Pressure is growing on prominent oil companies, such as Exxon and Chevron, to cut financial ties with key Republican members of Congress who have adopted Trump’s false narrative that the election was somehow stolen.
Many view these elected representatives as partly responsible for giving the oxygen and encouragement to the pro-Trump mob who beat and bulldozed their way into the U.S. Capitol building nearly a week ago, leading to the deaths of five people.
A great investigation by Brian Kahn and Dhruv Mehrotra from Earther last week, followed up with analysis by Greenpeace and Open Secrets, has revealed many of those who were speaking out against the election results at the exact moment the Capitol building was being invaded are long-term recipients of oil money. It is widely perceived that their continued and vocal opposition to the presidential election results no doubt emboldened the rioters.
Chief amongst them is Ted Cruz and Josh Hawley, who were amongst the 123 House Republicans and dozen Republican senators “who invoked conspiracy theories to challenge the election results.”
Many of those people “are in power” thanks to the political donations of none other than Chevron and Exxon. Cruz himself was speaking against the election results as the thugs broke into the building.
Earther analyzed data from the Federal Election Commission and Open Secrets to examine funding from the Political Action Committees of Chevron, Exxon, and the American Petroleum Institute. Over the last decade, Chevron’s corporate PAC donated $745,000 to the House members and over $127,000 to the “seditious senators.” Exxon donated $1.5 million, with the API donating $135,500.
Open Secrets added its own analysis, calculating that in total the oil and gas industry had donated $9.2 million to the 147 Republican lawmakers who objected to states’ election results.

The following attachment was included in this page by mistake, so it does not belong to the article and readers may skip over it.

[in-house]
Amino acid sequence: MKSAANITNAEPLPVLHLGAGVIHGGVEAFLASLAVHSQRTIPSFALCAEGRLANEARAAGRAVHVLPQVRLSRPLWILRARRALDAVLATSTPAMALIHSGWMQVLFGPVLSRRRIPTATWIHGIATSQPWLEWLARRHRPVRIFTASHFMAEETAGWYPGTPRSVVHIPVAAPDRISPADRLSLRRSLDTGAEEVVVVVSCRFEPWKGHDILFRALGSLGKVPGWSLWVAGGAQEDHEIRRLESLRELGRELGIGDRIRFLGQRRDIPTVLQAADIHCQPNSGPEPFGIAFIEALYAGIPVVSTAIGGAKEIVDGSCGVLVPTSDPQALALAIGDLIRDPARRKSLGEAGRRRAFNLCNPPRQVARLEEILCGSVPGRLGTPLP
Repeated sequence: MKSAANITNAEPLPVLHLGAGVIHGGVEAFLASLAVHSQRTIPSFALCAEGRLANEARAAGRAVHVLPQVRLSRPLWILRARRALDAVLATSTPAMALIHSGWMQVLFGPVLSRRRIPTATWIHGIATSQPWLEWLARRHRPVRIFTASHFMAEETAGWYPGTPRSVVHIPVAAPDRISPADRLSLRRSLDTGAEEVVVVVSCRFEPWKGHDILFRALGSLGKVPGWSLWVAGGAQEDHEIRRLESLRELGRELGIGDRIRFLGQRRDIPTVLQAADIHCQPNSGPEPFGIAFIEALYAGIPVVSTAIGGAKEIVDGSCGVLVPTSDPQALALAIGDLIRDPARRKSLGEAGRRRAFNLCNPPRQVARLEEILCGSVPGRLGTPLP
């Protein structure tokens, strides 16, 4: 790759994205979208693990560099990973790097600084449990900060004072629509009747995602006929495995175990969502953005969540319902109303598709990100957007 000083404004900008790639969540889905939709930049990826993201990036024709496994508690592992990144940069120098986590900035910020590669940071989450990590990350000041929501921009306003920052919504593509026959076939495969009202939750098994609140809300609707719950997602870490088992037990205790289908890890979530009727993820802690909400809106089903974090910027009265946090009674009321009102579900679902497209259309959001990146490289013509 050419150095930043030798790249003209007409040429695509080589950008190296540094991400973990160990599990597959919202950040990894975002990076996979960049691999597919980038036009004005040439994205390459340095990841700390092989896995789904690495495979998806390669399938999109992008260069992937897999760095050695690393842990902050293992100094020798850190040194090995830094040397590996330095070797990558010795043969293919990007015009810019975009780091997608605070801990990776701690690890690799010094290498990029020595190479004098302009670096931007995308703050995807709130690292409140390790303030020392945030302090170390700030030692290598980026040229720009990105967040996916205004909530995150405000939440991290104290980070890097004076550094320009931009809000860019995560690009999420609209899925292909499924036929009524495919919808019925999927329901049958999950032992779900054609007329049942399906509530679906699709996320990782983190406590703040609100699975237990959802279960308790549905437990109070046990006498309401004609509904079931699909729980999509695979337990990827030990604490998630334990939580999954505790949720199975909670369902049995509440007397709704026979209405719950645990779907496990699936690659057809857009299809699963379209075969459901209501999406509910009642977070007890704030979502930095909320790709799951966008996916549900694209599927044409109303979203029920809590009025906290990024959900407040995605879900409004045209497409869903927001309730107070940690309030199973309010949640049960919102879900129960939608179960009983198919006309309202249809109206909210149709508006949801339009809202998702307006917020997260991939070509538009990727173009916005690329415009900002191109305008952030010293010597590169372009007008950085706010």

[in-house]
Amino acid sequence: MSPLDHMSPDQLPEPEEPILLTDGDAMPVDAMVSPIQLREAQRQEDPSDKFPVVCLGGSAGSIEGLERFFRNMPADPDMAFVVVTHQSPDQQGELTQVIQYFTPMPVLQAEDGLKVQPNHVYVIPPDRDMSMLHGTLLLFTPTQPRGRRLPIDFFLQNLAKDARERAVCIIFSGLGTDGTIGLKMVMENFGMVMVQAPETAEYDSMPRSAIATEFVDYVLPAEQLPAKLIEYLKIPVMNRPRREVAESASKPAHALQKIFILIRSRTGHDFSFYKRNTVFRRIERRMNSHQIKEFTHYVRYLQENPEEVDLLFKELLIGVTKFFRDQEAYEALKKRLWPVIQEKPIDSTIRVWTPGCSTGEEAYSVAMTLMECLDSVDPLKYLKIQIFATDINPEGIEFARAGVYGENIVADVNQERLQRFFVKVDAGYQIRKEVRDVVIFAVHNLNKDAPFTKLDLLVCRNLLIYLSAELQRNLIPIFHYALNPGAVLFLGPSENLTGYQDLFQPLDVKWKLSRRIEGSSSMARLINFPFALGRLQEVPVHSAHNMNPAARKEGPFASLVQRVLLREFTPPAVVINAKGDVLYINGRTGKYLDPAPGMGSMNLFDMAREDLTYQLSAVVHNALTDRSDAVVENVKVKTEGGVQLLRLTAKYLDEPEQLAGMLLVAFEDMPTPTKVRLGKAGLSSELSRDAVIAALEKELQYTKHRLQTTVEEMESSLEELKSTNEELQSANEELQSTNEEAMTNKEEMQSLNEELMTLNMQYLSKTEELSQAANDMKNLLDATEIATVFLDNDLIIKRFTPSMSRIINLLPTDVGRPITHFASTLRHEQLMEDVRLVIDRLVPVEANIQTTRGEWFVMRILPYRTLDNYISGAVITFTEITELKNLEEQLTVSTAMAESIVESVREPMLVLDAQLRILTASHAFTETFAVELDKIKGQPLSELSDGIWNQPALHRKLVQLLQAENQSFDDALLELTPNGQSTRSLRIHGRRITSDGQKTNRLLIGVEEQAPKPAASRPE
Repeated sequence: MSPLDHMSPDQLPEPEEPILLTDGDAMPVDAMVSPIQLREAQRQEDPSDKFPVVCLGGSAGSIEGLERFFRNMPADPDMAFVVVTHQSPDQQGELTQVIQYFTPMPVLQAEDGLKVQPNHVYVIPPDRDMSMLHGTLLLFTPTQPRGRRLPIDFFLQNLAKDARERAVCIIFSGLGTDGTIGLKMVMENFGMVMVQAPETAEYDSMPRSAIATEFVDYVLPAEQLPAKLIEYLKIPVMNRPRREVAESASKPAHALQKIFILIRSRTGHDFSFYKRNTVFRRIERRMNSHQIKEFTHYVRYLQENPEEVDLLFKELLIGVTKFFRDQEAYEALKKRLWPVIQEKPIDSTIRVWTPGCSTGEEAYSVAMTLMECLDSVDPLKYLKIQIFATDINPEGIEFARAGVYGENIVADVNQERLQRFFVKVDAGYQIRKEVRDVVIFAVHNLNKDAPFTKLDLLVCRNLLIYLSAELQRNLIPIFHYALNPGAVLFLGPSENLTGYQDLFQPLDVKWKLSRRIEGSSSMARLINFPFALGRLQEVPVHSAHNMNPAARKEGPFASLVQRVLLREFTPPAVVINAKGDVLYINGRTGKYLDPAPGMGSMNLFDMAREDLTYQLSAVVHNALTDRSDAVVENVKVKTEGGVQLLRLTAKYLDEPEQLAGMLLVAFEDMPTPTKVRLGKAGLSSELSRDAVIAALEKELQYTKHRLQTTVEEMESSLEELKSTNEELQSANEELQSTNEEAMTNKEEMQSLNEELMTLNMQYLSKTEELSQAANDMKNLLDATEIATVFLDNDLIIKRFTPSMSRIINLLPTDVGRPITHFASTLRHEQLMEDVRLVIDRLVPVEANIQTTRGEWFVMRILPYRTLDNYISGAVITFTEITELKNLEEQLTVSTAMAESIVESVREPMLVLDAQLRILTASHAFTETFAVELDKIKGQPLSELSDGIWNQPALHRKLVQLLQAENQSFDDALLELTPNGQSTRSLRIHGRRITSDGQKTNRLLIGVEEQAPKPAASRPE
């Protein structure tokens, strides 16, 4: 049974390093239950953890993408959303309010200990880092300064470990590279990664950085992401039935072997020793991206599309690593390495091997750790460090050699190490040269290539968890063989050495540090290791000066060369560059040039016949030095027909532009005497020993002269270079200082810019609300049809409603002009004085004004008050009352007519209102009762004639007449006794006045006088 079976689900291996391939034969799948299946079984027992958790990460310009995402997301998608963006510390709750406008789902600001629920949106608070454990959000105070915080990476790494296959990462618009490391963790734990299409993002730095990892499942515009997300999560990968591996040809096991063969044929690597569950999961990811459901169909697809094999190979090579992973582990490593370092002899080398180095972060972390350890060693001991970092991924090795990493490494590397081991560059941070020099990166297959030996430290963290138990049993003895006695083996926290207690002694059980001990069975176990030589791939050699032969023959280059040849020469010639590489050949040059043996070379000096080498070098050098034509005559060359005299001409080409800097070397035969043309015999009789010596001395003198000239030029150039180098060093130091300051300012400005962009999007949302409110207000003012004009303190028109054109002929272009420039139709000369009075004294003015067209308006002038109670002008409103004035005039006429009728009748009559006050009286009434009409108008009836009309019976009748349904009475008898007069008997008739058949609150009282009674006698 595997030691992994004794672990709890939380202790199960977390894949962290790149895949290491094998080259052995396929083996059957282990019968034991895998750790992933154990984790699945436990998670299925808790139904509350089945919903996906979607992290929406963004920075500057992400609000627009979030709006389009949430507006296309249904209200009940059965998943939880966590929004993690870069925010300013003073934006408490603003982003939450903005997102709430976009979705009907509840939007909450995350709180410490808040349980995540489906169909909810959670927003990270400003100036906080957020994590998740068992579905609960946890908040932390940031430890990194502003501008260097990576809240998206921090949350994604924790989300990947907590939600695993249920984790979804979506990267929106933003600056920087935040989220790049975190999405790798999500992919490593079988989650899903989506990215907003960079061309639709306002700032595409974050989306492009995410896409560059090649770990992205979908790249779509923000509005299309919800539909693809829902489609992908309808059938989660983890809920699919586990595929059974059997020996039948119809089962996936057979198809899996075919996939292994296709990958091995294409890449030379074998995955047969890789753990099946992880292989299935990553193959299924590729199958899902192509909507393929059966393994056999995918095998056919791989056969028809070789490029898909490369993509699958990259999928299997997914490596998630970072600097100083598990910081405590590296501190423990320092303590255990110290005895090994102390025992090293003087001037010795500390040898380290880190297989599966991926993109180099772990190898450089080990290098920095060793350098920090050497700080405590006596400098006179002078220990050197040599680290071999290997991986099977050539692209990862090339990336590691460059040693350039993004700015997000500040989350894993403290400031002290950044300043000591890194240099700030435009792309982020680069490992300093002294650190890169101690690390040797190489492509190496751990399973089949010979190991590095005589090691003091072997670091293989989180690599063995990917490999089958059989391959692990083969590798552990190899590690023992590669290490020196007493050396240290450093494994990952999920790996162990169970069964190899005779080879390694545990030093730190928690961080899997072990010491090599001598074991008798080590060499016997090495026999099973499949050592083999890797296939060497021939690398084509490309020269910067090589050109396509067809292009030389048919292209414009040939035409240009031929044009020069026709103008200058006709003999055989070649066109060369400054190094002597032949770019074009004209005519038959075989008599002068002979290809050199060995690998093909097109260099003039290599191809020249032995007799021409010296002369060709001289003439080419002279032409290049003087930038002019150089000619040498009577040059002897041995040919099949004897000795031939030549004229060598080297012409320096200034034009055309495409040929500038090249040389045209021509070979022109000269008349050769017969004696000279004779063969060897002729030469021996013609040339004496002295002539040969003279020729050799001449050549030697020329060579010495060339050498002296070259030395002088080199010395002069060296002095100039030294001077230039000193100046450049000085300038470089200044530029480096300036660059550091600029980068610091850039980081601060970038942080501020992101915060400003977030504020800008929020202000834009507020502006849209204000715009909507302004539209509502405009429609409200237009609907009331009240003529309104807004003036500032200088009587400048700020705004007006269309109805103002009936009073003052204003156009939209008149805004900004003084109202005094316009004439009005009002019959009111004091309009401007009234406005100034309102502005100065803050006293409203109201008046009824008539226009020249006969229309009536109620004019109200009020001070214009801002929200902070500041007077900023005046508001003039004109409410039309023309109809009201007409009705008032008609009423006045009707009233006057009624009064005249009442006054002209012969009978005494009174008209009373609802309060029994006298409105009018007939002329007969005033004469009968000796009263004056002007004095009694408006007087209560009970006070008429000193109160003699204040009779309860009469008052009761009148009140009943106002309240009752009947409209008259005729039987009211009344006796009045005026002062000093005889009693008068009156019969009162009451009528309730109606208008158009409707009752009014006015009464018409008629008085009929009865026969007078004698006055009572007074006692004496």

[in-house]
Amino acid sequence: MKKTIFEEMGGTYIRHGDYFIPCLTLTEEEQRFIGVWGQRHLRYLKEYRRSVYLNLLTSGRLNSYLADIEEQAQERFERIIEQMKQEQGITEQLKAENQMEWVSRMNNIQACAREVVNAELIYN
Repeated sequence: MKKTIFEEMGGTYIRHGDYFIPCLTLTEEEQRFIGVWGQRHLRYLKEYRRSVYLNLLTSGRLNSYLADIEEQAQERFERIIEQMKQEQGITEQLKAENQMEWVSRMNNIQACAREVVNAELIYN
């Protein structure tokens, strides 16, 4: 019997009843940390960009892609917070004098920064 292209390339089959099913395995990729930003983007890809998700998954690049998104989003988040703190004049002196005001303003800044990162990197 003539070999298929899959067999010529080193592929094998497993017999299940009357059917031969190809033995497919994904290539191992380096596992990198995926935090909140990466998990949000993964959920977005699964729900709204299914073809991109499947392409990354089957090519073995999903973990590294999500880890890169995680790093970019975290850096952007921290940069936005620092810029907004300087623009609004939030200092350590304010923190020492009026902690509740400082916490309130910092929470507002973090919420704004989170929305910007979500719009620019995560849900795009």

Greenpeace also analyzed the oil and gas political donations, including from corporate PACs and employees, to the seven senators who they called were at the “vanguard of the anti-democratic failed coup”. In total they had received a whopping $5,468,182 over the course of their careers from the oil industry. They include:
- Ted Cruz (R-TX): $3,770,950
- Cynthia Lummis (R-WY): $603,176
- Cindy Hyde-Smith (R-MS): $352,829
- Josh Hawley (R-MO): $262,463
- Roger Marshall (R-KA): $194,083
- Rick Scott (R-FL): $174,152
- Tommy Tuberville (R-AL): $110,529
In response, Greenpeace USA Senior Climate Campaigner John Noël said that “these corporations and their executives are a part of the white supremacist power structure attempting to undermine our democracy and it will be up to the incoming Biden administration to hold them accountable.”
Although there have been statements over the last week from Chevron and American Petroleum Institute condemning the violence, yesterday, Brian Kahn from Earther tweeted that the companies had yet to get back to him regarding stopping funding the “seditious” politicians.
Just a heads up I am still waiting for Exxon, Chevron or API to get back to me with actual answers on if they’ll stop funding seditious members of Congress https://t.co/Kpp7Y6jPIx
— Brian Kahn (@blkahn) January 11, 2021
Meanwhile, others are taking action: Yesterday, Forbes reported that “in the wake of the U.S. Capitol attacks, scores of major corporations and banks have said they are altering or reviewing the political donations made through their PACs, with many suspending contributions specifically to the Republican members of Congress who challenged the certification of President-elect Joe Biden’s victory.”
Other political commentators have noted that the “dam has burst” after last week, with dozens of corporations pulling funding to those who had voted to overturn the election results.
BP tweeted that it was stopping contributions from employees for six months, with many commentators on Twitter asking why the company was not making the ban permanent:
The bp employee political action committee will pause all contributions for six months. During this time the PAC will reevaluate its criteria for candidate support.
— bp America (@bp_America) January 11, 2021
Exxon, always the oil industry dinosaur, was said to still be “reviewing its political giving.”
Meanwhile, Desmog notes that many of the climate denial groups that historically were also funded by Exxon, “moved rapidly to spread false and misleading conspiracy theories online during and after the attack on the U.S. Capitol.”
Meanwhile, Exxon’s official twitter account has remained dormant since January 5th.